Ring has a unique feature in the app called the Neighborhood Feed. It gives you updates from other Ring users in your area. They post suspicious activity, report crimes, and even share the occasional wildlife encounter.
It’s a quick, anonymous way of keeping your neighbors in the loop and a unique feature we haven’t seen on other home security systems.
That said, while we love the Neighbors app, it’s wise to ask questions and think about posts critically. There’s no vetting required, so we’ve seen a lot of posts that unnecessarily raise alarm.
Smart Home Tech that Works with the Ring Security System
This system has seen a fast evolution since it first hit the market last year. It debuted without any home automation integration (not even with Ring video doorbells and cameras), but today you can control many smart devices through the Ring app, and you can use the Ring Alarm base station as a smart home hub.
The Ring system has everything you need right in the box. The packaging is slick, and it’s easy to find all the sensors, instructions, and cables you need. Ring provides directions from the app and printed materials in the box—you just need to follow along.
Installation starts with your base hub, or the “brain” that ties the system together. You’ll want to have your Wi-Fi password handy because there’s no “cancel” option if you enter it in wrong and this can add time to the process. Once your base station has a connection, the rest of the setup is simple. You’ll need a four-digit entry code for the keypad and a place to put your sensors, but these devices take just moments to install.
If you’re getting a Ring system secondhand or giving yours away, you’ll need to restore its factory settings. This process takes a while because you have to manually reset each device. Plan on a few minutes for each.
Ring Alarm Customer Service
Ring customer service provides help wherever you need it. Between the instructions in the box, online support, and the Ring app, we found answers to most of our questions.
We were able to find articles that helped us install a contact sensor on a difficult door and info on how to reset the system. You probably won’t have to call Ring for help, but if you need to, there are call centers in three time zones.
The company provides 24/7 customer service and technical help over the phone. Here’s a look at some of Ring’s customer ratings.*
Trustpilot rating: 2 stars, Poor
Ring Always Home app on Apple App Store: 3.2 stars out of 5
Ring Always Home app on Google Play: 3.7 stars out of 5
*Ratings as of February 2020
How Ring Stacks Up
Compared to other self-installed security systems like it, Ring stands out for its low pricing and low commitment. It has all the same equipment and features as the big guys but for a fraction of the price. That said, Ring is still new to the home alarm game, so we’re excited to see how it can change the industry.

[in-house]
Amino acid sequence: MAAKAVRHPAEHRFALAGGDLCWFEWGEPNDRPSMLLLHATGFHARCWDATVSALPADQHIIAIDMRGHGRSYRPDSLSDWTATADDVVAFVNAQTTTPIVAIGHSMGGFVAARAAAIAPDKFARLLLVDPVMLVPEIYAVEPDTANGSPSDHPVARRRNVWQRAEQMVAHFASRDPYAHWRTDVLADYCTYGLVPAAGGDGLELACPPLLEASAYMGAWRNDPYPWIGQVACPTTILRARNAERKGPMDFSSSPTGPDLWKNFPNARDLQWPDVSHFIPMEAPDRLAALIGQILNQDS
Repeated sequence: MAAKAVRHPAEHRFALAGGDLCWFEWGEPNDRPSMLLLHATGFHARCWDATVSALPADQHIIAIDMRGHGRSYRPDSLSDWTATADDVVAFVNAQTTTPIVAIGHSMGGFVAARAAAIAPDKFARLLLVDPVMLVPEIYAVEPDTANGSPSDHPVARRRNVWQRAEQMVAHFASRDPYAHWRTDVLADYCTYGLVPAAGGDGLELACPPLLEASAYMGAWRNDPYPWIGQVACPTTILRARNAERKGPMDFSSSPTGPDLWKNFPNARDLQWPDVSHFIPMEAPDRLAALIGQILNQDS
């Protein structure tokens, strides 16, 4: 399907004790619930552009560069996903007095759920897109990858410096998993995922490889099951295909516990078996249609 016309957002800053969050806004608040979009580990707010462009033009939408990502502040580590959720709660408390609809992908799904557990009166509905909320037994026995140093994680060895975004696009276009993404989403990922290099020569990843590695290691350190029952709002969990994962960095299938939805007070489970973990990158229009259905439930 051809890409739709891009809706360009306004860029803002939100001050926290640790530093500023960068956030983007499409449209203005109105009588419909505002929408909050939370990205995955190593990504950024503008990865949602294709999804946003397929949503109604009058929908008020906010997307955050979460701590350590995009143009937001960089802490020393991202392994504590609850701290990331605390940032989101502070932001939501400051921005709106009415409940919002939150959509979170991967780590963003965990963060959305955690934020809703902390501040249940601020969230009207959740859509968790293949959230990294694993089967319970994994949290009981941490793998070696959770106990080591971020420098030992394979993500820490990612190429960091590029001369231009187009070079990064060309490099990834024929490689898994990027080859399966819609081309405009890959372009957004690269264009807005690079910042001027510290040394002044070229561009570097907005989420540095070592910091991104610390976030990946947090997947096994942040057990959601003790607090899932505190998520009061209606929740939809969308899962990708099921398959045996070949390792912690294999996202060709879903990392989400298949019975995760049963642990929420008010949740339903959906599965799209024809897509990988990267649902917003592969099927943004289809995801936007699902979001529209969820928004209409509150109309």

When stacked against systems like Frontpoint and Link Interactive, Ring does miss out on customizable product packages. While you can add on new devices or get an expandable kit, you can’t design your system from the ground up.
Data effective 03/24/2020. Offers and availability subject to change. *Contract varies with the length of time you need to pay off your equipment
Things to Consider Before You Buy
Ring comes with a lot of options for monitoring, equipment, and add-ons.
Before you jump in, consider if you’d prefer to monitor your system or have help from the pros (we recommend leaving it to the pros). It’s easy to find a security system with professional monitoring, but it’s hard to beat the rate Ring sets at $10 per month.
You can also add extra equipment to your Ring system. Camerasand environmental sensors like smoke or flood detectors are just as affordable as the core system.
Ring Extras for More Security
Expand your Ring Alarm security system with a video doorbell, security camera, or motion-activated light. All of Ring’s equipment works together and you can control everything from the Ring app.
Ring Floodlight Cam
A motion-activated camera that features floodlights, two-way talk, voice control with Alexa, and a siren.
Ring Retrofit Kit for $199—Works with preexisting door and window sensors and motion detectors to modernize old security equipment.
Ring’s first-ever indoor camera—This indoor security cam will start at $60, making it the cheapest camera Ring has to offer.
Ring Alarm Home Security System FAQs
Do I get a refund if I pay for a year of professional monitoring but cancel early?
You are eligible for a refund if you cancel an annual Ring Protect Plan subscription during the first ten months of the subscription. Ring will charge you the monthly subscription price for every month you used the service. After that, any remaining funds will be refunded. If you cancel the plan after the tenth month, there is no refund available.